Last week, Florida Governor Rick Scott signed into law FL HB 155, a bill that makes significant changes to the Florida Game Promotion Statute with regard to nonprofits and could have a significant effect on certain charitable promotions. The bill, entitled “Prohibition of Electronic Gaming Devices,” was intended to clarify Florida’s prohibition on electronic gambling and slot machines and make it clear that the exception to prohibited lotteries for charitable drawings does not provide an exemption from other gaming prohibitions. The way in which the language of the amendments to the existing statute was drafted, however, could be interpreted to prohibit gaming promotions in a cause-related marketing campaign (a type of marketing campaign where it is advertised that the purchase of a good or service will benefit a charitable cause).
The bill, which moved quickly through the Florida legislature a couple of weeks ago, was likely a reaction to the recent publicity surrounding former Lt. Gov. Jennifer Carroll’s resignation. Ms. Carroll had been involved with a nonprofit 501(c)(3) known as Allied Veterans of the World that operated more than 36 Internet cafes throughout Florida that allowed players to reserve computer time and then use the computers to check instant numbers. The operation brought in millions in profits to Allied Veterans, but, reportedly, only 2% of those millions went to veteran’s causes, while the rest of the income was allegedly paid to a for-profit subsidiary and then transferred to the pockets of two individuals. Ms. Carroll was previously a paid consultant to Allied Veterans, and in 2011 – when she was a member of the Florida House of Representatives – she introduced legislation that would have explicitly declared electronic gaming activity of the type conducted by Allied Veterans permissible. That legislation was withdrawn two days after its introduction, and HB 155 was subsequently introduced in an effort to prohibit future use of this type of “sweepstakes game machine,” and similar collaborations between commercial and nonprofit entities.
Like many states, Florida provides an exception to the general prohibition against lotteries so that certain nonprofit organizations may conduct drawings and raffles, so long as the charitable organization follows specific requirements related to disclosures and rules of the raffle. The new law revises the definition of drawings and raffles that may lawfully be conducted by charitable nonprofit organizations, adding that permissible charitable drawings do not include “game promotions.” A game promotion is defined by statute as “a contest, game of chance, sweepstakes, or gift enterprise, conducted by an operator within or throughout the state or other states in connection with and incidental to the sale of consumer products or services, and in which the elements of chance and prize are present” (emphasis added). The law also contains provisions, in connection with for-profit entities, which define an operator of a “Game Promotion” as (1) a retailer or (2) an entity promoting or conducting a nationally advertised game promotion. Finally, new provisions define a slot machine as a device that can be activated not only with a coin but also with a code, number, or information.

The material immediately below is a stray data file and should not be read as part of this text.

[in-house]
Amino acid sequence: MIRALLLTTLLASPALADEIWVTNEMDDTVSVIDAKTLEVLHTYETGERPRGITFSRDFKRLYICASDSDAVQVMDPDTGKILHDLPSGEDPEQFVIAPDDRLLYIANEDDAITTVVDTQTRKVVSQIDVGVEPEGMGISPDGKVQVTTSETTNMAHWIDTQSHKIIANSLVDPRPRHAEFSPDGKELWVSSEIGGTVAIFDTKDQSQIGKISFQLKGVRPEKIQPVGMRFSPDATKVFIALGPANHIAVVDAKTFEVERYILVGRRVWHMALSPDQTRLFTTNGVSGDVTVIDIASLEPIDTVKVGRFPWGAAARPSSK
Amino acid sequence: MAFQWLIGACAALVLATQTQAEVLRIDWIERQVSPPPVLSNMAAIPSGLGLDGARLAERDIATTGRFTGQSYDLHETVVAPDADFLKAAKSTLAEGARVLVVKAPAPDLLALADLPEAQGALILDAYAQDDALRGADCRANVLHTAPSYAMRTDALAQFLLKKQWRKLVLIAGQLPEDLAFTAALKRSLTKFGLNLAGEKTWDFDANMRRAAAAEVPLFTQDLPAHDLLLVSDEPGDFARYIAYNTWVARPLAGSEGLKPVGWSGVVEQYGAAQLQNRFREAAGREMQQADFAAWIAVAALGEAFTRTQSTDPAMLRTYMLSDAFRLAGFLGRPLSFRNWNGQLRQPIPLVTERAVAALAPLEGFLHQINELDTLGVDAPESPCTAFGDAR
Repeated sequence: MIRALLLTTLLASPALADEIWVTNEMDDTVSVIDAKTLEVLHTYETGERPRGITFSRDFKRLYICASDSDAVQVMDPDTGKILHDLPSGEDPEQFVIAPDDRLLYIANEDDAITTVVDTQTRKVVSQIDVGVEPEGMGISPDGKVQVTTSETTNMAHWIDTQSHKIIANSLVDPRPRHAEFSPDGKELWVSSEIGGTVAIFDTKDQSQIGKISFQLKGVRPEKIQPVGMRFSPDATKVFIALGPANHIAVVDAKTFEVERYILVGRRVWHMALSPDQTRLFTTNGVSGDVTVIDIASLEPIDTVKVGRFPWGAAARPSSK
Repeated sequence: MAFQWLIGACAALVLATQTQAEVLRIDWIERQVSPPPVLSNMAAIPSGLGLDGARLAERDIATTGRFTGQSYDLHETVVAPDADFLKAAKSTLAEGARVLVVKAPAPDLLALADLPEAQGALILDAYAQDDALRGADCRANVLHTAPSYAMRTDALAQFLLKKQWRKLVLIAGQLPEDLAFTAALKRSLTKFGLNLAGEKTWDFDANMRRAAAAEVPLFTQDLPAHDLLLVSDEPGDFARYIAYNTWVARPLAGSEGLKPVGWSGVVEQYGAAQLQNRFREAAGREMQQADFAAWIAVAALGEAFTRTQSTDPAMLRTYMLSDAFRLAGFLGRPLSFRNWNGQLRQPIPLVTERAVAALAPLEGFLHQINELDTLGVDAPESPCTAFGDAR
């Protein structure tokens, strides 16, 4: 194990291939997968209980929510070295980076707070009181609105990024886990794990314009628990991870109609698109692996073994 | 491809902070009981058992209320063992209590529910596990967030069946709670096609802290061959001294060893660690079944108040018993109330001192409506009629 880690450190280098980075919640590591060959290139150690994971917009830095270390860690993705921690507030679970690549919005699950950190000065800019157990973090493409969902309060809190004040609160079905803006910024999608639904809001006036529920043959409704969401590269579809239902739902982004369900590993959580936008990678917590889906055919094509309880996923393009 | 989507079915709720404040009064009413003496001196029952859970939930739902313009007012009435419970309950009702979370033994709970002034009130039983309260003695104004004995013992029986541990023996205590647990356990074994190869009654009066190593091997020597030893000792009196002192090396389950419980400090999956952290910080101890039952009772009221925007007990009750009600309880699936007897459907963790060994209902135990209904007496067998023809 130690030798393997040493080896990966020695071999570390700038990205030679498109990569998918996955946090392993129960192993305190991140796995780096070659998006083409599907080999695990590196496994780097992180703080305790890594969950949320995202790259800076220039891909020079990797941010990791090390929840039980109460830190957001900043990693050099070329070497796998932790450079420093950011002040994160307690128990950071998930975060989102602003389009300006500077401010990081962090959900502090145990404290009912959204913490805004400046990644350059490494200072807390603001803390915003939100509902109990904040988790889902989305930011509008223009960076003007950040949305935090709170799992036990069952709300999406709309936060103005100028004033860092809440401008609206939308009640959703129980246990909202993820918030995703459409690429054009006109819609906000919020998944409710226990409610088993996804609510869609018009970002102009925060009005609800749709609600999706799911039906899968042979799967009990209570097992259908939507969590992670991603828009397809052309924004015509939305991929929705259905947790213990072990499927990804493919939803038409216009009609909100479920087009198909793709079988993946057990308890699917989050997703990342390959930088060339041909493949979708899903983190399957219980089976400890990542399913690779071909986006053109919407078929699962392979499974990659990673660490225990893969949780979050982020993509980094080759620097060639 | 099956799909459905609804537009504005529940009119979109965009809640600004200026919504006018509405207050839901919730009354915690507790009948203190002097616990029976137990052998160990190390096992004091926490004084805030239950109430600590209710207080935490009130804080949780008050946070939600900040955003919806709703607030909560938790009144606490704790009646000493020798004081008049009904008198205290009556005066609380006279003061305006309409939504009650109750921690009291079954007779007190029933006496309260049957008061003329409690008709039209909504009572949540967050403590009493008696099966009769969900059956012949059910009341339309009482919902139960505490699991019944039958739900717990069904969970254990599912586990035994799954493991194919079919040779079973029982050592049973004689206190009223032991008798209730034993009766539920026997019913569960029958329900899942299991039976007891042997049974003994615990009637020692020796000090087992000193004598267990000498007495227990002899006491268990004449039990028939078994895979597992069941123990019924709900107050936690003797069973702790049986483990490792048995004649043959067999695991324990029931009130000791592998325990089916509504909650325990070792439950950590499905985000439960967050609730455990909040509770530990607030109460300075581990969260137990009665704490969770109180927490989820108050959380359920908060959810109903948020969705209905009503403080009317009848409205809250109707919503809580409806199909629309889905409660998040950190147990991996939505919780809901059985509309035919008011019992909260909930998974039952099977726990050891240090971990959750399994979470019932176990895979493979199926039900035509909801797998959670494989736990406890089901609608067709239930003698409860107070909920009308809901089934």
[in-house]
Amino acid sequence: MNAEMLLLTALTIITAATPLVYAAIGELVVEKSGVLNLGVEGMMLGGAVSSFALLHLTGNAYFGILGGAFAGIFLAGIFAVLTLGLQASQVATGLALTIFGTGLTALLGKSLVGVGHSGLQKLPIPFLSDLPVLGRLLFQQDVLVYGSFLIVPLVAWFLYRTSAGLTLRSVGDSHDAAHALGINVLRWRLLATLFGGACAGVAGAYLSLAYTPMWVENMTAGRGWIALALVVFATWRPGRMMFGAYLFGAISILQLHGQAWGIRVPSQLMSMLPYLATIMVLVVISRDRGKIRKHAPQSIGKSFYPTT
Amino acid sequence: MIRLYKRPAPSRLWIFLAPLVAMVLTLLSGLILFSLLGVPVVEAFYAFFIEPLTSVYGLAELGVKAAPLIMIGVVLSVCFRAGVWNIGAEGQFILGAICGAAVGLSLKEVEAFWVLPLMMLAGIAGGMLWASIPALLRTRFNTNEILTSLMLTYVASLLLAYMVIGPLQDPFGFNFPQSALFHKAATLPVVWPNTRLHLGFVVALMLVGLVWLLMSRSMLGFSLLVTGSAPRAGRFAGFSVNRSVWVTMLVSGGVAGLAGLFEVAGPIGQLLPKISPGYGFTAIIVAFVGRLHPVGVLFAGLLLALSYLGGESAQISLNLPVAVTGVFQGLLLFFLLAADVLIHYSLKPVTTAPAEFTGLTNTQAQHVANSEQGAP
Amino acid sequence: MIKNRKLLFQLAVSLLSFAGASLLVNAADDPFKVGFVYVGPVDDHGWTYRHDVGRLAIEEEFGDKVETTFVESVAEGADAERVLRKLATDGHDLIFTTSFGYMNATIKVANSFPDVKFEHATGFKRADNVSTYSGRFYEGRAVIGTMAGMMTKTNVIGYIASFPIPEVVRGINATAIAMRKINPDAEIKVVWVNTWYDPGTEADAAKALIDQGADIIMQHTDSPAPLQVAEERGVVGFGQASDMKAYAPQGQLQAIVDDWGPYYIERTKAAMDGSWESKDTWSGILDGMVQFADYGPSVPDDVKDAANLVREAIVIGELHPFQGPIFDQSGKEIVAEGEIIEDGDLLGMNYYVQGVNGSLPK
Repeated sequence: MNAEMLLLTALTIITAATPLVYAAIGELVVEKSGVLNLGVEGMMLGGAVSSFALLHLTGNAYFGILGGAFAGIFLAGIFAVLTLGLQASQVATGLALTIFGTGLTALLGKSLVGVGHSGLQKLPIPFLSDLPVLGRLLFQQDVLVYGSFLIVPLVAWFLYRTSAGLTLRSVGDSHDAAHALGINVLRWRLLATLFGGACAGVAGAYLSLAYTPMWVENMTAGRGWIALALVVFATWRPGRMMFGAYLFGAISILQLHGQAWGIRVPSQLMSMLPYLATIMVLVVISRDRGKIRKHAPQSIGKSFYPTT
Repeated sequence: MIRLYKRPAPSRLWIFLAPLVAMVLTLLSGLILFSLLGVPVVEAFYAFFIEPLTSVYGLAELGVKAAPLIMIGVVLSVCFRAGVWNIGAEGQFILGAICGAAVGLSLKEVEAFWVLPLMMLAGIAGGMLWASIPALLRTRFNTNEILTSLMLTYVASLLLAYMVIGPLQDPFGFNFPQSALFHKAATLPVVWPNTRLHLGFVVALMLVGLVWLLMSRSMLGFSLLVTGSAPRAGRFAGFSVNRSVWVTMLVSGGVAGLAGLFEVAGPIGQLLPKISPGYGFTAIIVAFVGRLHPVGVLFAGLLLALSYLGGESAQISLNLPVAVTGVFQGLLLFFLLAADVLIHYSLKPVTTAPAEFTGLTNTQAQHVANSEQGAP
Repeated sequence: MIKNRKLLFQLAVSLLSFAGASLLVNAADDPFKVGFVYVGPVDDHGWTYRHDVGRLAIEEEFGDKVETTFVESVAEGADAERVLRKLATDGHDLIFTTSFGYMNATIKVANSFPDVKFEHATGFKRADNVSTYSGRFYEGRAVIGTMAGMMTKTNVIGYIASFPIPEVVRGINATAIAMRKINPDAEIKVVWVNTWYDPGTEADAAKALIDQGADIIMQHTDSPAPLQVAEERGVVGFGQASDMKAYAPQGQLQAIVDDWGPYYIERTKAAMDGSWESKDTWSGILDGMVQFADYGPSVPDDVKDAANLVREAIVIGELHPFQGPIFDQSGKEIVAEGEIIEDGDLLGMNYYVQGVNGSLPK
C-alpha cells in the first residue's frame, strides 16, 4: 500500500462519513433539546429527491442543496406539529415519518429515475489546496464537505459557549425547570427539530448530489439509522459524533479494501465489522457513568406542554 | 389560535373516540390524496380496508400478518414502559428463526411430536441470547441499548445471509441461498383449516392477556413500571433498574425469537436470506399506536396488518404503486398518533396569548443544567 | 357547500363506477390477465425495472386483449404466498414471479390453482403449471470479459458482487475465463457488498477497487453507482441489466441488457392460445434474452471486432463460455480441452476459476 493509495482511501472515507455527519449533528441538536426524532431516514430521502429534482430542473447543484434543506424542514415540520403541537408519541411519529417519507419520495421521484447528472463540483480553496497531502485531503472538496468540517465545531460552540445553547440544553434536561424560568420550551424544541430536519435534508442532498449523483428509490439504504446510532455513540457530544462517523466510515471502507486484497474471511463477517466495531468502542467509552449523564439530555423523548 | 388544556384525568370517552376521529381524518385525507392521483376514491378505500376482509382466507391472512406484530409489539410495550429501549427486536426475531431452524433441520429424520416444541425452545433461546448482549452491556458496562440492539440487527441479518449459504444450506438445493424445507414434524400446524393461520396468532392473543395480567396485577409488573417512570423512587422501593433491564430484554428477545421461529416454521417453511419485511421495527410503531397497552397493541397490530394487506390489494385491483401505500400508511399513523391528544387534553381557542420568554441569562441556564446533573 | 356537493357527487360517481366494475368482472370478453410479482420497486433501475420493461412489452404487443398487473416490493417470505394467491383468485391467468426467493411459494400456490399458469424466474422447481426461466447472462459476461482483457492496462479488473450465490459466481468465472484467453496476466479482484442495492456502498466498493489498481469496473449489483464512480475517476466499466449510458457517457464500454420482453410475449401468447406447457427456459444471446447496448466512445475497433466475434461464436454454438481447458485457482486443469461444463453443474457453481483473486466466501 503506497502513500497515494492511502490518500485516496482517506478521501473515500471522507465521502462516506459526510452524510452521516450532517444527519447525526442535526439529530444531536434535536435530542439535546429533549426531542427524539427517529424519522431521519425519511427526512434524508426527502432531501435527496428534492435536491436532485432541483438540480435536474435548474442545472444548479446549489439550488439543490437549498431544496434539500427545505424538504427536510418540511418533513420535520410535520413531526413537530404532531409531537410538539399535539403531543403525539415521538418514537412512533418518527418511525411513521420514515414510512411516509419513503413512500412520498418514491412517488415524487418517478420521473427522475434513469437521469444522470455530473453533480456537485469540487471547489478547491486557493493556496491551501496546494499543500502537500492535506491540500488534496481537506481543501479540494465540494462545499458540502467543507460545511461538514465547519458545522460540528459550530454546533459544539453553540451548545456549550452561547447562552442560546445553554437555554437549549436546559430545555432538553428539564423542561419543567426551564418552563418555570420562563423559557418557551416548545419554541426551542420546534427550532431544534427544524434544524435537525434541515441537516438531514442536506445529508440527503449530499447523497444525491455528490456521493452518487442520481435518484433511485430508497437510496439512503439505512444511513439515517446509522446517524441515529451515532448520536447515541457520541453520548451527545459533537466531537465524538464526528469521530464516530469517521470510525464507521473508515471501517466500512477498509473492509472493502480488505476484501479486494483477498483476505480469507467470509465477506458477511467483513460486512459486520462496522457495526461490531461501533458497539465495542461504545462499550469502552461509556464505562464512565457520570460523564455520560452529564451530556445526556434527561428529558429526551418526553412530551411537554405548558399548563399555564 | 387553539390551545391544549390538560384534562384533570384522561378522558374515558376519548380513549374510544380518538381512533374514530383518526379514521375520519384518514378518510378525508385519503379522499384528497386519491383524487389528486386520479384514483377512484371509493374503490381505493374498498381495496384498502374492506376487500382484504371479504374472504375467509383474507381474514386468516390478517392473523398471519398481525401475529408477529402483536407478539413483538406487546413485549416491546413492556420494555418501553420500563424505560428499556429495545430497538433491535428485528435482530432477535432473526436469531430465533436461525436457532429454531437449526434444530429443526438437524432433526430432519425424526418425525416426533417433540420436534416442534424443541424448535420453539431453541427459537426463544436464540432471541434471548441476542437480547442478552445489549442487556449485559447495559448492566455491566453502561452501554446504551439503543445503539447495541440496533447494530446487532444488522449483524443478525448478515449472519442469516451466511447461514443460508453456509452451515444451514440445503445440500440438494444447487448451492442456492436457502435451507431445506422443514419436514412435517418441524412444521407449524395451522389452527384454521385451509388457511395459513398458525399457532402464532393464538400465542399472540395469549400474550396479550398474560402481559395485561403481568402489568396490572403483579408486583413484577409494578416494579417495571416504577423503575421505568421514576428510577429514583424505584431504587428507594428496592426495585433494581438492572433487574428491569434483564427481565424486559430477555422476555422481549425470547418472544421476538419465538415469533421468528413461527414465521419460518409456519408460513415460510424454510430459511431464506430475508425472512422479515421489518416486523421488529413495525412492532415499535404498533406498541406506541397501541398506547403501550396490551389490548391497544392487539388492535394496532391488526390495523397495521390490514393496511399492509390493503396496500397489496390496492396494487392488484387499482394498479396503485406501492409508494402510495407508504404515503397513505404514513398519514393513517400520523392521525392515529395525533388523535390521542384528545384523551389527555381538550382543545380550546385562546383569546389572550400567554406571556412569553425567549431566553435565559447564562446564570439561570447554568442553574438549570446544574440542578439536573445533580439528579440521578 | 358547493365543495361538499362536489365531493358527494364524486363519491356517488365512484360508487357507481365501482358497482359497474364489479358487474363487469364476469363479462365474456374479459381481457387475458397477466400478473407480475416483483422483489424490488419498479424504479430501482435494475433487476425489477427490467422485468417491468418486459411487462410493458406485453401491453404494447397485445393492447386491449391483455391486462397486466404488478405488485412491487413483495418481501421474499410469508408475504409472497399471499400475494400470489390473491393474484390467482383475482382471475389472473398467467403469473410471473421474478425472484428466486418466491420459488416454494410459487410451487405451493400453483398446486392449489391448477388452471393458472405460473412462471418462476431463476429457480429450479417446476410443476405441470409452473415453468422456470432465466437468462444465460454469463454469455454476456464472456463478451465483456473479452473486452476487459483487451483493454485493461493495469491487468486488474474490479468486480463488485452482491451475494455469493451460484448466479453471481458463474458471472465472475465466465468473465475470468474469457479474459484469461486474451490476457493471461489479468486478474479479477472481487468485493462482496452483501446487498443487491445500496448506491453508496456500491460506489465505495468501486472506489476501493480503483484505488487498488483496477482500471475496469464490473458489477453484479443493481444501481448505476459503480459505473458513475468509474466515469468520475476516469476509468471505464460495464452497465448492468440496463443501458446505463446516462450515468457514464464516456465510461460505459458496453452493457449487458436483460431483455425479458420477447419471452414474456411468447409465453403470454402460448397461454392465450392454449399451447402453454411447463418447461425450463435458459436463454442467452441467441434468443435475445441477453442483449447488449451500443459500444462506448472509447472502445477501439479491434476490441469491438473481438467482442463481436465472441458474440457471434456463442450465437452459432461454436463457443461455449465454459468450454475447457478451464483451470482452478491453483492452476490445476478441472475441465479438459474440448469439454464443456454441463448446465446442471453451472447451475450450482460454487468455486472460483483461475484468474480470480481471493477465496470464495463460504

While the clear intent of the law was to close down cyber-cafes in Florida, and legitimate promotions were presumably not intentionally targeted, a plain language reading of the amended law suggests that cause-marketing game promotions are prohibited as “in connection with and incidental to” the sale of products or services. Although game promotions might lawfully be conducted by for-profit entities as an advertising and marketing tool, the amended law would arguably prohibit charitable/nonprofit organizations from conducting such promotions – and leaves cause-marketing promotions that involve a sweepstakes or game in legal limbo, at least for now.
Charities are still allowed to conduct raffles or games of chance that are not incidental to the sale of consumer products or services, provided the charity meets other requirements for the promotion specified in the statute. These requirements include making certain disclosures, such as the sponsor name and address and prize award dates, on all raffle ads. The statute also requires clear disclosures that no purchase or contribution is necessary to enter the raffle; at most, any fee associated with an entry fee may be a “suggested minimum donation.”
The Florida Department of Agriculture and Consumer Services has released an alert regarding the new law that makes it clear that gaming promotions may not be conducted by nonprofit charitable organizations and that violation of the law constitutes a deceptive and unfair trade practice under the Florida Deceptive and Unfair Trade Practices Act.
Venable is involved in efforts to seek clarification regarding the new law and its intended application. The Florida legislature is in Regular Session until May 3, 2013. Stay tuned for further updates.